Nidhi Razdan: Will India opposition unite before 2024 general elections? Video Credit: Gulf News

As Siddaramaiah took oath as Karnataka Chief Minister on Saturday, his swearing in became a platform to test opposition unity ahead of 2024.

The Congress victory in the state is certainly a morale booster for the party and also gives it greater bargaining room in an opposition coalition but if the swearing in was anything to go by, it’s still very complicated.

One one hand, top leaders came together for the event, including Tamil Nadu Chief Minister MK Stalin, Jharkhand Chief Minister Hemant Soren, Bihar Chief Minister Nitish Kumar and his deputy Tejaswi Yadav, along with Sharad Pawar, Farooq Abdullah, Mehbooba Mufti and Sitaram Yechury.

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A resurgent Congress

But it’s the absence of the others that was glaring. The Congress had invited Bengal Chief Minister Mamata Banerjee to attend. She skipped it and sent another leader to represent her party, the TMC. The AAP and the BRS were not even invited.

This is despite the fact that Arvind Kejriwal had spoken of the need for all parties to unite to take on the BJP after his meeting with Bihar Chief Minister Nitish Kumar recently, in a change of stand. However the Congress is divided on how to approach its ties with the AAP with Delhi Congress leaders opposed to any understanding.

As far as Telangana is concerned, the main battle is between the Congress and BRS and neither side is particularly keen to mend fences.

Reports say that BRS chief and Telangana Chief Minister K Chandrashekhar Rao downplayed the Congress win in Karnataka at a party meeting last week, warning his party to gear up from the threat of a resurgent Congress in the state in the assembly polls later this year.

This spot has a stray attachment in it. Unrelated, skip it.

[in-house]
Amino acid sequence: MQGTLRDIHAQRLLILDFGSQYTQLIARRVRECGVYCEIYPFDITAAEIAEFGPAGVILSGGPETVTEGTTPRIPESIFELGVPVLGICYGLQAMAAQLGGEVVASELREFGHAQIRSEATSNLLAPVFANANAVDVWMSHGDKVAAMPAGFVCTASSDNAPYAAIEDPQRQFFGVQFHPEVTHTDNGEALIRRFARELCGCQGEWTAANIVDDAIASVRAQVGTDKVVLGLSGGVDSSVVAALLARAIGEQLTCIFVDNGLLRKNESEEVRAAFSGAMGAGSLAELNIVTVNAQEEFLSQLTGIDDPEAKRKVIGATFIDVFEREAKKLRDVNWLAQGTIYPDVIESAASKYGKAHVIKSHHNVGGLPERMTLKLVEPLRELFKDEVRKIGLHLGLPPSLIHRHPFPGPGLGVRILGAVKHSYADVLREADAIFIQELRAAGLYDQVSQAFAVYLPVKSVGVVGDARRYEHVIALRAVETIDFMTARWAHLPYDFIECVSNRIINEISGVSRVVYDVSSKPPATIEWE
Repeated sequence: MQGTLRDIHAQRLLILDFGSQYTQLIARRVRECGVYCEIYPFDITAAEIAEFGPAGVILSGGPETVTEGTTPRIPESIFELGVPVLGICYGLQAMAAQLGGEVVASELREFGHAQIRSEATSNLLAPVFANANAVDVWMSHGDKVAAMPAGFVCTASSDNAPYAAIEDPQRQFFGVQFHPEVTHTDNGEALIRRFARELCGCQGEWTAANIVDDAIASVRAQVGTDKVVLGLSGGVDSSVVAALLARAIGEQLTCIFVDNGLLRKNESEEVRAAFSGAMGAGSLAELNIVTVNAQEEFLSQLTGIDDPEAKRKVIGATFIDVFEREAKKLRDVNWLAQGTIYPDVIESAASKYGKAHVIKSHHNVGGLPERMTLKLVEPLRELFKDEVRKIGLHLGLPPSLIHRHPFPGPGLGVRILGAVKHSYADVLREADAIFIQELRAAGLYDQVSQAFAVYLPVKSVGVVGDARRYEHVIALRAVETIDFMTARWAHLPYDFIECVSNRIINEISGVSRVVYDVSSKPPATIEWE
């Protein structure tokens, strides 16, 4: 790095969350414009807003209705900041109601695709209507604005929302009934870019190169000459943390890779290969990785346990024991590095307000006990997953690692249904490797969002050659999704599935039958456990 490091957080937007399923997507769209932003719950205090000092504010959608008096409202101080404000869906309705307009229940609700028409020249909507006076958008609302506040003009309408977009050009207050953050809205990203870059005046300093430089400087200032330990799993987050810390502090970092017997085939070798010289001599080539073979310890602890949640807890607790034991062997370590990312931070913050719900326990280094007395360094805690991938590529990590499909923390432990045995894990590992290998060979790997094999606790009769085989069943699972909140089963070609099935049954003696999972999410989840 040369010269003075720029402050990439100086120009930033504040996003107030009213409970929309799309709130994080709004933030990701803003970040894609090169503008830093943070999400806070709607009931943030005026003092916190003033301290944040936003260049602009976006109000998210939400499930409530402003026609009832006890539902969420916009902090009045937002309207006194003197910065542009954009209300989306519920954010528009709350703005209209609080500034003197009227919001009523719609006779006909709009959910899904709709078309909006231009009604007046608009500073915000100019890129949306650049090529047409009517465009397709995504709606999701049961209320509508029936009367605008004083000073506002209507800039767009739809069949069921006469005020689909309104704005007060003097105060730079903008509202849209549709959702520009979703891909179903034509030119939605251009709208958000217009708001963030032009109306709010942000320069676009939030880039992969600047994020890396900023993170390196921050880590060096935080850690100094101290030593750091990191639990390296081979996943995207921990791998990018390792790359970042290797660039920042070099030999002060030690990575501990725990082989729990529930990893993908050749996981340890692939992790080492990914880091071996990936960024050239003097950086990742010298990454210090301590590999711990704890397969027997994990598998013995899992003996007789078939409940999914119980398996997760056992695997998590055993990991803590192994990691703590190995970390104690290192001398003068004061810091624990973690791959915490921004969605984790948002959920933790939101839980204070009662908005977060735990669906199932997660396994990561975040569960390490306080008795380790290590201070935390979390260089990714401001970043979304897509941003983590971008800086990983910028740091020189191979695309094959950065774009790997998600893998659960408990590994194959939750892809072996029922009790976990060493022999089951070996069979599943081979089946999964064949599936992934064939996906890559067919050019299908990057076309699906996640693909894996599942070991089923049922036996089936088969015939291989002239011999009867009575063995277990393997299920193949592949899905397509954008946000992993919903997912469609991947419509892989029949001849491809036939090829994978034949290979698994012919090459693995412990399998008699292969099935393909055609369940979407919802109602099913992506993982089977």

Akhilesh Yadav of the Samajwadi Party was not present at the swearing in either. Kerala Chief Minister Pinarayi Vijayan was not even invited to Siddaramaiah’s swearing in since the Congress and the CPI M are rivals in the state, but it prompted criticism from the Left anyway which called the Congress move “immature”.

OPN DK Siddaramaiah
Siddaramaiah (R) began his second innings as chief minister of Karnataka. DK Shivakumar (L) is his deputy.

Too many contradictions

Ironically, only days earlier, Mamata Banerjee had seemingly softened her position vis-a-vis the Congress, essentially saying the TMC would support the Congress in those areas where it was strong but warning that the Congress would also have to make sacrifices.

“They have to see that they have to support other political parties also. I support you for Karnataka but you are fighting against me every day. That should not be the policy. This is for everybody. If you want some good thing, then you have to sacrifice yourself also in some areas,” the Bengal Chief Minister had said. Just weeks before that, a miffed Mamata had said her party the Trinamool Congress would contest the next general elections alone.

Over the last decade, the Congress’ stock had declined as it did badly in Lok Sabha polls and state elections. Parties like the AAP and BRS along with Mamata and Akhilesh Yadav of the Samajwadi Party have made no secret of their discomfort with the party.

Nitish Kumar is among those who is clear that an opposition alliance will need the congress at the fulcrum and has been trying to get other opposition leaders on board.

Rahul Gandhi’s stock has also shot up after the Karnataka results. Although local leaders like Siddaramaiah and DK Shivakumar deserve much of the credit for the win in Karnataka, Rahul Gandhi’s Bharat Jodo Yatra seems to have made an impact too. The Congress says the Yatra passed through 20 constituencies and that they won 15 of these.

Regional leaders have got a boost with the Congress win for other reasons too. While Himachal was an important win for the party, Karnataka is a much bigger state which is politically more significant.

The fact that the Congress defeated a BJP campaign lead by Prime Minister Modi and that too with a pro poor agenda and a clear blueprint, could give other parties a template to work on as well. It has shown that the BJP is not invincible and that Hindutva alone may not be enough to see it through.

The next few months will test the opposition greatly. Too many contradictions are still holding back any efforts at substantive unity.